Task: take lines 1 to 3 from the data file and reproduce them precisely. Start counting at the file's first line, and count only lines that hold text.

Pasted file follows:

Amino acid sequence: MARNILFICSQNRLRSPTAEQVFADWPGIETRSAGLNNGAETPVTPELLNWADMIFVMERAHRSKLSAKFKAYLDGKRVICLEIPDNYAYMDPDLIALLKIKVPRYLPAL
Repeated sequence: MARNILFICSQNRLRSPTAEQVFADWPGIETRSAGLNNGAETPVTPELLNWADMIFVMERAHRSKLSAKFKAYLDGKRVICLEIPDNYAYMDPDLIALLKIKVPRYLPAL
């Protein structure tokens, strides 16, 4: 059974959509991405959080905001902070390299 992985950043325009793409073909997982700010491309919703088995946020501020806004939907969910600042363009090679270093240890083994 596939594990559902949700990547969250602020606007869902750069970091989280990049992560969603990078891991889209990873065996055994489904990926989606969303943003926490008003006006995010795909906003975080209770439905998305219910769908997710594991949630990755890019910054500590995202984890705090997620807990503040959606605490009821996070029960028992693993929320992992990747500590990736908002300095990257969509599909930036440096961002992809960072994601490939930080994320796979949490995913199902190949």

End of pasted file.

Amino acid sequence: MARNILFICSQNRLRSPTAEQVFADWPGIETRSAGLNNGAETPVTPELLNWADMIFVMERAHRSKLSAKFKAYLDGKRVICLEIPDNYAYMDPDLIALLKIKVPRYLPAL
Repeated sequence: MARNILFICSQNRLRSPTAEQVFADWPGIETRSAGLNNGAETPVTPELLNWADMIFVMERAHRSKLSAKFKAYLDGKRVICLEIPDNYAYMDPDLIALLKIKVPRYLPAL
């Protein structure tokens, strides 16, 4: 059974959509991405959080905001902070390299 992985950043325009793409073909997982700010491309919703088995946020501020806004939907969910600042363009090679270093240890083994 596939594990559902949700990547969250602020606007869902750069970091989280990049992560969603990078891991889209990873065996055994489904990926989606969303943003926490008003006006995010795909906003975080209770439905998305219910769908997710594991949630990755890019910054500590995202984890705090997620807990503040959606605490009821996070029960028992693993929320992992990747500590990736908002300095990257969509599909930036440096961002992809960072994601490939930080994320796979949490995913199902190949």